Since 2002, wildlife surveys on BASC members’ land have produced nearly 2000 new wildlife records for the Somerset Environmental Record Centre and other partners and reinforced the point that most shooters are also keen wildlife observers and conservationists. These records gave a clearer picture of the distribution across the Levels of vulnerable species such as skylarks, yellowhammers, owls, bats, breeding waders, and water voles.
Following from these surveys, over 70 BASC members and landowners have become involved in specific conservation projects. The table below summarises the range and extent of what has been achieved since the launch of the project through some of these projects.
The size of the land holdings ranged from four acres to nearly 300 acres, and the land type varied form seasonally-flooding marshy grassland to rolling limestone hills (the Mendips) and dry ground ridges with broad-leaved woodland and arable fields. It is important to note that over 70% of these activities are self-funded through small-scale shoot subscriptions (co-funding by family and friends), or funded through a more formal shooting syndicate fee.
Table summarising the increases in biodiversity over the 10 years of the Somerset Levels Green Shoots project.
| ||Conservation Activity||Gain over 10 years to 2012|
|1.||Gapping-up/renovating old hedges||9.7km|
|2.||Planting new hedgerows||14.3km|
|3.||Planting hedgerow trees||712|
|4.||Tree planting, either as specimens or within 5 below||8380|
|5.||Planting spinneys or other small woodland||39 (14.5ha)|
|6.||Coppicing/pollarding mature trees||621|
|7.||Creating woodland butterfly glades||1.9ha|
|8.||Cutting/maintaining woodland rides||26.4km|
|9.||Renovating derelict ponds||32|
|10.||Creating new flight ponds||36|
|11.||Creating grass-strip field margins||366km|
|12.||Planting cover crops/wild bird mixes*||172.2ha|
|13.||Creating wild flower meadows||45.83ha|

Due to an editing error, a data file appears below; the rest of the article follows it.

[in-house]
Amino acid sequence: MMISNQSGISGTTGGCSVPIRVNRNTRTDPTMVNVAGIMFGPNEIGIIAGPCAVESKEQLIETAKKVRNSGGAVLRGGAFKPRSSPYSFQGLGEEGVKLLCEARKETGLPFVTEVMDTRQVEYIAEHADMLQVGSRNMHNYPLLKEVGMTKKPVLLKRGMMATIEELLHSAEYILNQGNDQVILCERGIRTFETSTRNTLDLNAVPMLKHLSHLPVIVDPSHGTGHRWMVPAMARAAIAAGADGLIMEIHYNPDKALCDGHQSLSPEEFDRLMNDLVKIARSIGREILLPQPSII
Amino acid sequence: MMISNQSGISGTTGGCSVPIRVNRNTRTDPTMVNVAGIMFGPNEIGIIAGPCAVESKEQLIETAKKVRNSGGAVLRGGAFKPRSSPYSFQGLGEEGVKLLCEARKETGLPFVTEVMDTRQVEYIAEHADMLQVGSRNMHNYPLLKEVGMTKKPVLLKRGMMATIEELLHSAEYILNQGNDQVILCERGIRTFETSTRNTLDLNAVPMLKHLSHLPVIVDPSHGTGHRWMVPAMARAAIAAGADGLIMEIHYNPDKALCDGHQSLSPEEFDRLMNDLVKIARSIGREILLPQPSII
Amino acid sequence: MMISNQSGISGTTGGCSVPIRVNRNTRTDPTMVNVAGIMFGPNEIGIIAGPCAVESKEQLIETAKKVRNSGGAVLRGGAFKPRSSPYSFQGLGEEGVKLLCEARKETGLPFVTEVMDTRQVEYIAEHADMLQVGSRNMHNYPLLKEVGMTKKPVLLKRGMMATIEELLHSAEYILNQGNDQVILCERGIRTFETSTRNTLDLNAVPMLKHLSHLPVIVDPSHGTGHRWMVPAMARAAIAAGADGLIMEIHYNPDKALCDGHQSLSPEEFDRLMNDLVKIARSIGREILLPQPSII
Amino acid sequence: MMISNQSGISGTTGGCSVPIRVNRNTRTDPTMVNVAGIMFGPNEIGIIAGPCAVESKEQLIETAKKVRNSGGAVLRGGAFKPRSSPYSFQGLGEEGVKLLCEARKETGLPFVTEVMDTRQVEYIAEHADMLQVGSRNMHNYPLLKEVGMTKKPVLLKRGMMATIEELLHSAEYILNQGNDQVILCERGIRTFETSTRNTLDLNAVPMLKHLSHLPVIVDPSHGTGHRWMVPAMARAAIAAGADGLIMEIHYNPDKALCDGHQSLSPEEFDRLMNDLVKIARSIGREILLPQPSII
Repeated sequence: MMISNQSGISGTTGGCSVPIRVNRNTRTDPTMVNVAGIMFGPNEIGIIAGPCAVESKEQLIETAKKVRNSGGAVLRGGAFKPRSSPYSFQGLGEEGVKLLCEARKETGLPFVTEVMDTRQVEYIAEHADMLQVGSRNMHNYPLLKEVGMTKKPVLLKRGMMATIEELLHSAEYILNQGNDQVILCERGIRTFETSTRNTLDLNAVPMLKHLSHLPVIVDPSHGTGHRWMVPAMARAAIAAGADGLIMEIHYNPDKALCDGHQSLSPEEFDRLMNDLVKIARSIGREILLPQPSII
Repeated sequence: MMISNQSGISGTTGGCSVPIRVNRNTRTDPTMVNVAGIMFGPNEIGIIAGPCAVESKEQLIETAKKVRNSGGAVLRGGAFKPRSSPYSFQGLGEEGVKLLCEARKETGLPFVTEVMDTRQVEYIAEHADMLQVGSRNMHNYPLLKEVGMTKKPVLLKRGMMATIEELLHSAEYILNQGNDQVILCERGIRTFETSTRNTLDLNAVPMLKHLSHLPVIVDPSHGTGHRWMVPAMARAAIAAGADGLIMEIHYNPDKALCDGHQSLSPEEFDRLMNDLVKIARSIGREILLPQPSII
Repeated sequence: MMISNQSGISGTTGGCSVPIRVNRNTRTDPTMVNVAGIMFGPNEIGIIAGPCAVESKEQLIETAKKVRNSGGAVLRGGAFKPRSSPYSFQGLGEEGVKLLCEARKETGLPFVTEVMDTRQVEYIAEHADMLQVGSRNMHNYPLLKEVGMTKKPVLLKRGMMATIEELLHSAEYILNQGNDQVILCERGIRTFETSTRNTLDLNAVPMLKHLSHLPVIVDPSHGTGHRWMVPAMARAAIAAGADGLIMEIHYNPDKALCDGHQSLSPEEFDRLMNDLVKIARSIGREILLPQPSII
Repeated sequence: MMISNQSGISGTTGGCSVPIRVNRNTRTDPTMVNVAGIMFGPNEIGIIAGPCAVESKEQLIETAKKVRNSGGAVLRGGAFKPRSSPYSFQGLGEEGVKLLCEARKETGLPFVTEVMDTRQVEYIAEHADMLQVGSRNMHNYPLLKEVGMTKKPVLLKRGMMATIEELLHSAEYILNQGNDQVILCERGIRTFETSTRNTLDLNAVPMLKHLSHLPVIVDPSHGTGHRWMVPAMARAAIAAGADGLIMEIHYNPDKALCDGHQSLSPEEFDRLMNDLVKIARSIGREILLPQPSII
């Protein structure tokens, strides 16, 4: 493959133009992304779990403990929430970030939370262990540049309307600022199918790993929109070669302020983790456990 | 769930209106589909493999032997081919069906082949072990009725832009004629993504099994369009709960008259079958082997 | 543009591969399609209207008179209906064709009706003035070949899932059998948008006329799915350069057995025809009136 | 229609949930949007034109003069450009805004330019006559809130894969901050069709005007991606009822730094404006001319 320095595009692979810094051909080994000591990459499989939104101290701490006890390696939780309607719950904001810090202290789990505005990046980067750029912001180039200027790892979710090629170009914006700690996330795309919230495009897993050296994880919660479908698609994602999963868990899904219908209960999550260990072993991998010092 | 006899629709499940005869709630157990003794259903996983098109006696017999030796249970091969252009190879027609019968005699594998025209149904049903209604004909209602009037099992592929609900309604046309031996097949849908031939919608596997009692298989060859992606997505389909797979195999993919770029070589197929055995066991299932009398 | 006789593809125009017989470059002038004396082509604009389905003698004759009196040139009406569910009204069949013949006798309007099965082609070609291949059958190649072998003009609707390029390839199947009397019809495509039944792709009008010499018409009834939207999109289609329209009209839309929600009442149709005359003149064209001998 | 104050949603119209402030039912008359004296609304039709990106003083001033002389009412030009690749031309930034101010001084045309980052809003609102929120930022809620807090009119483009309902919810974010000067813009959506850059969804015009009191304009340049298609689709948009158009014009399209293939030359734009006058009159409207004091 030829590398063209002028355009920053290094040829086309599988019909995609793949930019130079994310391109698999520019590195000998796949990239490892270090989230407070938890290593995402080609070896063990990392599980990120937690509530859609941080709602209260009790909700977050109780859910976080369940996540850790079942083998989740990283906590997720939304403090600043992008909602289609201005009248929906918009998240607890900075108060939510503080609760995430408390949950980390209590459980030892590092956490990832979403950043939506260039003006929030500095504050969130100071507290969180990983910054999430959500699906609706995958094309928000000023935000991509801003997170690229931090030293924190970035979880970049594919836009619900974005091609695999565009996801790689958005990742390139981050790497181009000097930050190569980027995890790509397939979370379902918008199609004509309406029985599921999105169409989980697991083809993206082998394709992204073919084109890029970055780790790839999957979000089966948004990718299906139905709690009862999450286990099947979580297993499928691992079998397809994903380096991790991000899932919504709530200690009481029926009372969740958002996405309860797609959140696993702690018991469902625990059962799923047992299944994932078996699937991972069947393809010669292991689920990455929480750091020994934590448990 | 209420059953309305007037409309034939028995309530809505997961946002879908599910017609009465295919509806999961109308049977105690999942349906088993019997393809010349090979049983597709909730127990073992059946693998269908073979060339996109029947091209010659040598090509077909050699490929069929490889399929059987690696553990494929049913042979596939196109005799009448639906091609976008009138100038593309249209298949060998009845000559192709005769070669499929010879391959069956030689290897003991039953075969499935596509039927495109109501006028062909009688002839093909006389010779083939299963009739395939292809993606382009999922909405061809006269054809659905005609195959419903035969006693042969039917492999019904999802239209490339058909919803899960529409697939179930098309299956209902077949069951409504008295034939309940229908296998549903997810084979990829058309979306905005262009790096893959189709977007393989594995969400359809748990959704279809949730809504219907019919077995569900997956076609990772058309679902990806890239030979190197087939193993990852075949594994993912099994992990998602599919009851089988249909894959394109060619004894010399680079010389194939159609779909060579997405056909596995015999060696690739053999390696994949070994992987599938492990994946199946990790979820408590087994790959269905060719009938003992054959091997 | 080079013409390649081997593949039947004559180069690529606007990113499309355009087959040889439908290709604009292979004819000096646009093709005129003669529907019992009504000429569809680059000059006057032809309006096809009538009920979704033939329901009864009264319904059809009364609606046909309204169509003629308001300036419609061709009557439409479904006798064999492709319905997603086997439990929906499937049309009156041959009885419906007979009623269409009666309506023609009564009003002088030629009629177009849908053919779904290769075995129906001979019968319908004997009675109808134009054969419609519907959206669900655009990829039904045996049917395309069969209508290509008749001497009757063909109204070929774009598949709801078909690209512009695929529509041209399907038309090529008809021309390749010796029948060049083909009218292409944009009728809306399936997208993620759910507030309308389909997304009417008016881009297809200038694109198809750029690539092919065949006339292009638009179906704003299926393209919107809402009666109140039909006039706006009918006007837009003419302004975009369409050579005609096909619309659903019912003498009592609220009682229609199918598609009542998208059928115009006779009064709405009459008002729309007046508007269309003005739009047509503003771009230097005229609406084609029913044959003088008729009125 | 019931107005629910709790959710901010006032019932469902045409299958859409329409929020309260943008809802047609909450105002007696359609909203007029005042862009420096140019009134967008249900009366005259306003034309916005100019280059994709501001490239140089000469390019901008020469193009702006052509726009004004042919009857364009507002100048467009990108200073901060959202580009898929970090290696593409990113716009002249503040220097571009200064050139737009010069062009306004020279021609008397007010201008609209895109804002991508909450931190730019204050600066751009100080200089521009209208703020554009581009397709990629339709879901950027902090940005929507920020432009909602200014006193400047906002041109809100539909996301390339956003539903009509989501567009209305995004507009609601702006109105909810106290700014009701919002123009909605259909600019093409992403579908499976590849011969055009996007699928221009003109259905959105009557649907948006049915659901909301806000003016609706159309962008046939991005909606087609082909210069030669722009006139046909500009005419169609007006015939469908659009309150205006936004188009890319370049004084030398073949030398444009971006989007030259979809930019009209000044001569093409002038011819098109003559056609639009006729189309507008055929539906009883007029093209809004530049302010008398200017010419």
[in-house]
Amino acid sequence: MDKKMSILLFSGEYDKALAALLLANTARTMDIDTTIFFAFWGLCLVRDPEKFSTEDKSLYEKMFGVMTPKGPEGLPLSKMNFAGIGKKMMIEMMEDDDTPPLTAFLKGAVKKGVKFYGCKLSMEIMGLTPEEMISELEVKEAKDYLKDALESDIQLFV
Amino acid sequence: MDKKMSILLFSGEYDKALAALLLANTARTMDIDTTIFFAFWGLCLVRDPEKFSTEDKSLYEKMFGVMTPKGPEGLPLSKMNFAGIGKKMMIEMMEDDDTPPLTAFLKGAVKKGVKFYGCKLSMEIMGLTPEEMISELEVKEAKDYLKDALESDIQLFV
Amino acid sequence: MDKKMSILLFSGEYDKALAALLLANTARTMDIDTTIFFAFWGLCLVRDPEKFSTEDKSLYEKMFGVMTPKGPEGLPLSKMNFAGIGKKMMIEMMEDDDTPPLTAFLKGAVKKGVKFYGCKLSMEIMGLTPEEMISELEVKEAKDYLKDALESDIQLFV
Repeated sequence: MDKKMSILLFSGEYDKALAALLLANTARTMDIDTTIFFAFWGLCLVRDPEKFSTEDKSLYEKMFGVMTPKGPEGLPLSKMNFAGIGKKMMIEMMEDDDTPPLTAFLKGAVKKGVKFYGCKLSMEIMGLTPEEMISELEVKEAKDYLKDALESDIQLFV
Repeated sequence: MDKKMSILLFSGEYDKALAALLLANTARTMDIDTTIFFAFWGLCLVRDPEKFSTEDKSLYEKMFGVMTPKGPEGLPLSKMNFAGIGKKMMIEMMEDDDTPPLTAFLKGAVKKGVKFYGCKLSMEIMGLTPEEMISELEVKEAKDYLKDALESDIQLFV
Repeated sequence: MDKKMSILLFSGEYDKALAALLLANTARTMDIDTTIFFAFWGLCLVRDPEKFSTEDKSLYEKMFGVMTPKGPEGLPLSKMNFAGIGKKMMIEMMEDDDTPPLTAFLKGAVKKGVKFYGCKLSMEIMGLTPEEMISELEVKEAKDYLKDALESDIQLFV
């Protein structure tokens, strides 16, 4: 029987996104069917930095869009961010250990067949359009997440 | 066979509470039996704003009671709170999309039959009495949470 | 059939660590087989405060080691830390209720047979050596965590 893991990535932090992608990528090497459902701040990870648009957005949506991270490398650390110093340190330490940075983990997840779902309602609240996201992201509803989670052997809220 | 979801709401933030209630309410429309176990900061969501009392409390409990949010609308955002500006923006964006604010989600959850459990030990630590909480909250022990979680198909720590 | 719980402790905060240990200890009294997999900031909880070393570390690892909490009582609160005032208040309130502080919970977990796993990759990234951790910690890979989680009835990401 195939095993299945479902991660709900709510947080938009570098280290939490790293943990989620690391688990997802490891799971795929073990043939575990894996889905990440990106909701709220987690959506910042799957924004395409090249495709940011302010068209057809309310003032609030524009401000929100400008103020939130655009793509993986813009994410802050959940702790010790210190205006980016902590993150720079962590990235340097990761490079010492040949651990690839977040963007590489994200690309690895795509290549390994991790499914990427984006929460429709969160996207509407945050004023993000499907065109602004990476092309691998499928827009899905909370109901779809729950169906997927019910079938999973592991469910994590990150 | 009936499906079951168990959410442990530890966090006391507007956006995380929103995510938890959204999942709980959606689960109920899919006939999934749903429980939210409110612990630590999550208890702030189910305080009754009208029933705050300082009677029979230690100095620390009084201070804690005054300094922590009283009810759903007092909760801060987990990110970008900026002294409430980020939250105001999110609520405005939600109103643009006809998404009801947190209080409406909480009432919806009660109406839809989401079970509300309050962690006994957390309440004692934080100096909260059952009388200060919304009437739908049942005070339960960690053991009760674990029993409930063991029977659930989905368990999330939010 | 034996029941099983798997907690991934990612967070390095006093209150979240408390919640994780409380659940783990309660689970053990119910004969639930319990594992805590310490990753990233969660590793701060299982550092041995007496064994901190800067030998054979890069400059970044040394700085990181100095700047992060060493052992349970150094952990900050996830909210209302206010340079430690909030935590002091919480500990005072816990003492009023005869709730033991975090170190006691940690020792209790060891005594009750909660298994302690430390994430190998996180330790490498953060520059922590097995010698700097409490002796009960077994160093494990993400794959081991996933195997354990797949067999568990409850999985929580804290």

|14.||Sympathetic ditch and rhyne clearance||31.87km|
|15.||Erecting nest boxes/bat boxes||138|
|16.||Creating new reedbed||200m2|
Water voles (arvicola amphibious), once common on waterways throughout the UK suffered a population crash in the late 20th Century and it was feared that the species would become extinct after the millennium. This situation has been attributed to both loss of habitat and to predation by American mink. By 2002 the Somerset Levels held only a few relic populations of water voles until BASC took the lead in their conservation in association with our partners.
A BASC programme of mink control and habitat enhancement across the Levels was launched in 2003, a project involving not only BASC members, but also gaining multi-partnership support from anglers, the Wildlife Trusts, RSPB, the Environment Agency, and Natural England.
A trapping and monitoring team was recruited and mink control became a co-ordinated effort across the Somerset Levels from Gordano on the Bristol Channel to Martock in South Somerset.
To date over 600 mink have been trapped and the rapid expansion the water vole population in the last ten years has been hailed as a major conservation success story. Accounts of the project have appeared in UK conservation publications and also in European journals.
Building on this, BASC’s conservation and control activities have also been adopted in Devon, Dorset, Gloucestershire, and Gwent